Surprisingly, the GaeaStar’s eggshell-thin clay containers are 10x stronger than paper cups.

Mankotia likes to point out that the all-natural ingredients are “dirt cheap” and make local sourcing possible to keep costs low and sustainability high.

GaeaStar packaging is cost-competitive with competitive with paper or plastic alternatives, he says.

The packaging also provides a superior on-the-go dining experience versus standard paper or plastic foodservice packaging. And the terracotta has natural superior insulator properties appropriate for hot or cold food or drinks from ice cream to coffee.

The cups have been printed in two standard sizes: small, which is 225 mL/7.6 ounce; and medium, which is 340mL/11.5 ounce.

Bowl sizes are small, which is 75mL/2.5 ounce; medium, which is 150 mL/5.1 ounce; and large, which is 300mL/10.1 ounce.

The packaging is adaptable to regional and customer preferences.

“We can offer custom cups, bowls, plates, and more depending on a customer’s need,” Mankotia adds, including other container sizes and “special features. For example, we can customize smaller containers specifically for espresso shots and add a logo for personalized branding.”

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5. GaeaStar packaging is reusable and composts under normal conditions.

Mankotia points out that “more than 90% of US plastic waste is never recycled, and that most products marketed as ‘compostable’ or ‘biodegradable’ require special and expensive processing that’s not generally available. Our disposable solution removes the need to recycle entirely.”

Cups can be easily broken after use and collected for composting.

Alternately, the packaging can be hand washed and reused until the customer is ready to dispose of it. Mankotia knows of customers who have reused them as pots for small plants.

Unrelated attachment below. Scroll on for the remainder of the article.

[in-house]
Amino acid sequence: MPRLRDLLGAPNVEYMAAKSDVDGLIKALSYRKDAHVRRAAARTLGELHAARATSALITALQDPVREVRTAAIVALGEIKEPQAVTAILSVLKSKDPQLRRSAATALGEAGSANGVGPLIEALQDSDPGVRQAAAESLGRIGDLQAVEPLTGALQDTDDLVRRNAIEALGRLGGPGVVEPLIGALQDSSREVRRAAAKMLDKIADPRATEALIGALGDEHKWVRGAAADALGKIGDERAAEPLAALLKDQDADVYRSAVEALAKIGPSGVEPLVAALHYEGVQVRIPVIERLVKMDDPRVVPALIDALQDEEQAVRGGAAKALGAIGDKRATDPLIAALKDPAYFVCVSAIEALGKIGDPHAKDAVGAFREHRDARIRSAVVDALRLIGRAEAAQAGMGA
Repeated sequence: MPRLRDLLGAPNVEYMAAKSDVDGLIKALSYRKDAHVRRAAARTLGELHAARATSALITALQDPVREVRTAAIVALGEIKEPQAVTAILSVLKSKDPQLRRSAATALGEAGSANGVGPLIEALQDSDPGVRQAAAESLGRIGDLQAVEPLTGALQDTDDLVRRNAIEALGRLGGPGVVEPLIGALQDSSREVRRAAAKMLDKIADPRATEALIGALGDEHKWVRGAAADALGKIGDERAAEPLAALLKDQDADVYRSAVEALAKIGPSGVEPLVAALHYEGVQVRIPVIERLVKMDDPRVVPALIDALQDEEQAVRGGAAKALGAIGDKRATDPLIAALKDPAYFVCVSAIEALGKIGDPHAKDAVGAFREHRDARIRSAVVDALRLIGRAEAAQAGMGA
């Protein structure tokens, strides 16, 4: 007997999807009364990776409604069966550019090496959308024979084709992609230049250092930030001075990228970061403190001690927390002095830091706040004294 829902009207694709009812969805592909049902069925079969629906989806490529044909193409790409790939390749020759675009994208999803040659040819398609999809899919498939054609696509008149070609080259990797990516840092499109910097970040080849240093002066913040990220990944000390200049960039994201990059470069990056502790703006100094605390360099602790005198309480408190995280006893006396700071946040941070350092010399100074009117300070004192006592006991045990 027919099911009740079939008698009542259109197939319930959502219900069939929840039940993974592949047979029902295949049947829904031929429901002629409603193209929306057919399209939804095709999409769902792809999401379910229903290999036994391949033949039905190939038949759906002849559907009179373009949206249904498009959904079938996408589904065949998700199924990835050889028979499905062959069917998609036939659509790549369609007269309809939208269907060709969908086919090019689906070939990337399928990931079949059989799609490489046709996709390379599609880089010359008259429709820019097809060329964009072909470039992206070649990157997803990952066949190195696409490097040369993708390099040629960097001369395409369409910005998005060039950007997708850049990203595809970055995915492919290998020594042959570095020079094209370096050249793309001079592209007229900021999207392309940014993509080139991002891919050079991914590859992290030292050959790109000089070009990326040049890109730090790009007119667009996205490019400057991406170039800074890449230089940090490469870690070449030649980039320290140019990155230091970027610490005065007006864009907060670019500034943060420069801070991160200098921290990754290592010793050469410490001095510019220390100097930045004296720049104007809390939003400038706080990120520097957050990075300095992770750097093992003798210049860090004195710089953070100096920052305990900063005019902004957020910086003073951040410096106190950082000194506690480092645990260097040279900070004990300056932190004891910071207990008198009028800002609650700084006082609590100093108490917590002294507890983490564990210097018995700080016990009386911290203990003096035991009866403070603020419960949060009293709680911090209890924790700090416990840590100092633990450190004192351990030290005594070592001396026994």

6. GaeaStar’s plans include US pilot and tabletop manufacturing.

After generating orders exceeding a million units in Germany, GaeaStar raised $6.5 million in seed funding from Morningside Technology Ventures, At Inc. Ventures, Dart Labs Ventures, Sand Hill Angels, VSC Ventures, and Climate Capital Ventures to bring its products to the US starting on the West Coast by opening its first US micro-manufacturing center in the San Francisco Bay area.

The company is developing a pilot project with California-based Verve Coffee Roasters, which will replace plastic cups with Earth Cups.

Mankotia also has big plans to downsize the production model.

“We’re a technology company at our core, so our ultimate vision is to develop a tabletop version of GaeaStar’s machine in a variety of businesses across the globe so that companies will be able to customize the output and print on demand,” he says.

About the Author(s)

Rick Lingle

Senior Technical Editor, Packaging Digest and PlasticsToday

Rick Lingle is Senior Technical Editor, Packaging Digest and PlasticsToday. He’s been a packaging media journalist since 1985 specializing in food, beverage and plastic markets. He has a chemistry degree from Clarke College and has worked in food industry R&D for Standard Brands/Nabisco and the R.T. French Co. Reach him at [email protected] or 630-481-1426.